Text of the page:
Before his trial even began Wednesday, charges of fourth-degree assault were dismissed against former Berea Police Lt. Billy Beavers — leaving only a misdemeanor charge of official misconduct for a Madison County jury to deliberate.

Beavers was set to be tried on both charges at the conclusion of a pre-trial motion hour Tuesday. After serving 12 years on Berea’s force, Beavers was indicted in September on allegations that he kicked 40-year-old James Hunt of Lexington at the conclusion of a July 4 pursuit where Hunt was the passenger. He then failed to file a use of force report following the incident, the indictment alleges.

But special prosecutors Jennifer True and Larry Roberts of the Fayette County Attorney’s Office filed the motion to dismiss prior to seating the jury, said Special Judge Michael Harrod. Roberts declined to comment about the reason for the dismissal.

“Well, I’m not going to talk about that,” Roberts said. “Just because, that’s not an issue — I’m going to try the case in this courtroom. I can’t answer anything outside of what was said in the courtroom.”

The alleged victim was not present in the courtroom Wednesday and was not called as a prosecution witness.

Three witnesses were called for the prosecution: Berea Police Officer Jake Reed, who was at the scene the night of the incident; Richmond Police Chief Larry Brock, who brought the incident to Berea Police Chief Dwayne Brumley’s attention via a Richmond officer’s cruiser dashboard camera; and Brumley, who eventually fired Beavers in August as a result of the incident.

At the beginning of Reed’s testimony, True showed the jury of two women and five men a copy of the video, which portrays RPD Officers Josh Petry and Stephen Parker pursuing a Buick Skylar first through the outskirts of Richmond and then into Berea, where Berea police — including then Lieutenant Beavers — assisted in the chase and apprehension of the vehicle and its occupants.

While cross-examining Reed, Crosbie asked him if it was Reed’s duty as an officer on scene to report something he considered improper, to which Reed replied that it was.

“Did you report anything?” Crosbie asked.

“No sir, I did not,” Reed replied.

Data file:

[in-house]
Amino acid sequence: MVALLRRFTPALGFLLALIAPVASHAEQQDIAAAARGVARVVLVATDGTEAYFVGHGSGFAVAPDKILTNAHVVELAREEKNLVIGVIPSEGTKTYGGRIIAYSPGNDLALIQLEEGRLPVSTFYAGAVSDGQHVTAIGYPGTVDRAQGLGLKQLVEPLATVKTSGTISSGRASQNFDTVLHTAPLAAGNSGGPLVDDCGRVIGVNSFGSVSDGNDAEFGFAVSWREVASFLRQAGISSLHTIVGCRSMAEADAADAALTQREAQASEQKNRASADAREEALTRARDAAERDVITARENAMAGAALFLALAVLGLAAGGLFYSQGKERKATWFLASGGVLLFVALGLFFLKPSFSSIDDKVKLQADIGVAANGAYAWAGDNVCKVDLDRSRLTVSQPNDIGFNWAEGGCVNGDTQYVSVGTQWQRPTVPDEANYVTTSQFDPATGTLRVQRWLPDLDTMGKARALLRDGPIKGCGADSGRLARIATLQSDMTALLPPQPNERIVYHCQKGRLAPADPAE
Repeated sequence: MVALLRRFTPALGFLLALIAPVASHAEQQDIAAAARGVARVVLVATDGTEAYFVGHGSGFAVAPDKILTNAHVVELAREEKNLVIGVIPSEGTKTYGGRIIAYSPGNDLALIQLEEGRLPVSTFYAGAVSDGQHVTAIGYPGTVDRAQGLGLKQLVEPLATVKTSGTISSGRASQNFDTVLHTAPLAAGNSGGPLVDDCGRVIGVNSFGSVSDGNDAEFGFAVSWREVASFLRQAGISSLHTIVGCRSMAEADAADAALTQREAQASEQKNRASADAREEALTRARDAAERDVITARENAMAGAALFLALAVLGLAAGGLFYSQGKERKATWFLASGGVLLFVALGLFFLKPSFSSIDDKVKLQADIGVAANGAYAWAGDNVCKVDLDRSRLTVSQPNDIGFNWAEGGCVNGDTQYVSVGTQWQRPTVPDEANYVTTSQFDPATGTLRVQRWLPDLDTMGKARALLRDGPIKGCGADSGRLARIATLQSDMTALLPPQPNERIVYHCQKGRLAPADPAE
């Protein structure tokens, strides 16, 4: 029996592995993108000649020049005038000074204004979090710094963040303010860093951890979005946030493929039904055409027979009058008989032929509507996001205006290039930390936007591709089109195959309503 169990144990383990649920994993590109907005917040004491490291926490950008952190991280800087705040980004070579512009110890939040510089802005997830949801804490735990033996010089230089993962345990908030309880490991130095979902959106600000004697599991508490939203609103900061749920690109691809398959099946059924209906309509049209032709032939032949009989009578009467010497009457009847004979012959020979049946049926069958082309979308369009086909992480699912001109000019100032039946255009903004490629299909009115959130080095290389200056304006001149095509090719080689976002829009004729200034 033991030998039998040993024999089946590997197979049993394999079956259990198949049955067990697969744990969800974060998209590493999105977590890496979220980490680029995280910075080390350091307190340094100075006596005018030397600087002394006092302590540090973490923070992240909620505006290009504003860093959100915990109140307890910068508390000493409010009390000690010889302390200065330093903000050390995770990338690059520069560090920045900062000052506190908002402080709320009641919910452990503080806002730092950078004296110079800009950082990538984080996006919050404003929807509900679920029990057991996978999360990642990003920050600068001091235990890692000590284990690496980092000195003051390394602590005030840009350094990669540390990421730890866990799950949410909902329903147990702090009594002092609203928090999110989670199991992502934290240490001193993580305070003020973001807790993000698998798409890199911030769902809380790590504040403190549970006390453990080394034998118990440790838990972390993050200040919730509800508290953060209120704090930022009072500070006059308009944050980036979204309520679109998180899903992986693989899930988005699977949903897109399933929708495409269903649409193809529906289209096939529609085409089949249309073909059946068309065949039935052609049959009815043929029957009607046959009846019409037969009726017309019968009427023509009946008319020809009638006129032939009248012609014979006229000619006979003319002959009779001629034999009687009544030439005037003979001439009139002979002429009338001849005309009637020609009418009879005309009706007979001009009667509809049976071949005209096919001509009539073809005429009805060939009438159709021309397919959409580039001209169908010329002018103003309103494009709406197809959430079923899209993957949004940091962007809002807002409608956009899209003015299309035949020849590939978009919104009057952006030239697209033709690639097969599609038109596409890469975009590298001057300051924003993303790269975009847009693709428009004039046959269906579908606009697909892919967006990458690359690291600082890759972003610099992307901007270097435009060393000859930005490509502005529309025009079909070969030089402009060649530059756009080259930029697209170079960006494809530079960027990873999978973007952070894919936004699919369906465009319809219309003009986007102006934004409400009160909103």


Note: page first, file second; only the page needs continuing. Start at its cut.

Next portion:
It was approximately two weeks after the incident that RPD’s evidence technician reported to Brock that he noticed something he thought Brock should be aware of in the video. Brock testified that after viewing the video himself, he then notified Brumley to make him aware of it.

Brumley was the final witness to take the stand and he testified he had no knowledge of the kicking prior to Brock contacting him about the video because a use-of-force report had not been filed. Roberts asked him to identify whose responsibility it was to file the report.

“It was his (Beavers’) responsibility,” Brumley testified.

Beavers did file an incident report that stated Hunt had to be “forcibly cuffed,” but Brumley said because force was used, a use-of-force report should have accompanied it. Crosbie asked Brumley if he had read the incident report prior to hearing from Brock, and Brumley said he had not.

Brumley and Crosbie reviewed several points in the BPD policies and procedures manual referring to definitions of force and wording which describes who is responsible for filing the use-of-force report following an incident.

“The officer files the initial report with the facts and details,” Brumley testified.

“Where does it say that the officer involved in the use-of-force must fill out the report?” Crosbie asked.

“I’m not sure that it does,” Brumley said.

In rebuttal, Roberts asked Brumley if there were other reasons Beavers was fired, to which he agreed, but those reasons never were elaborated for the jury only.

The trial will resume today at 9 a.m. with the beginning of Beavers’ defense. The trial is expected to be completed today.

Kelly Foreman can be reached at kforeman@richmondregister.com or 624-6694.

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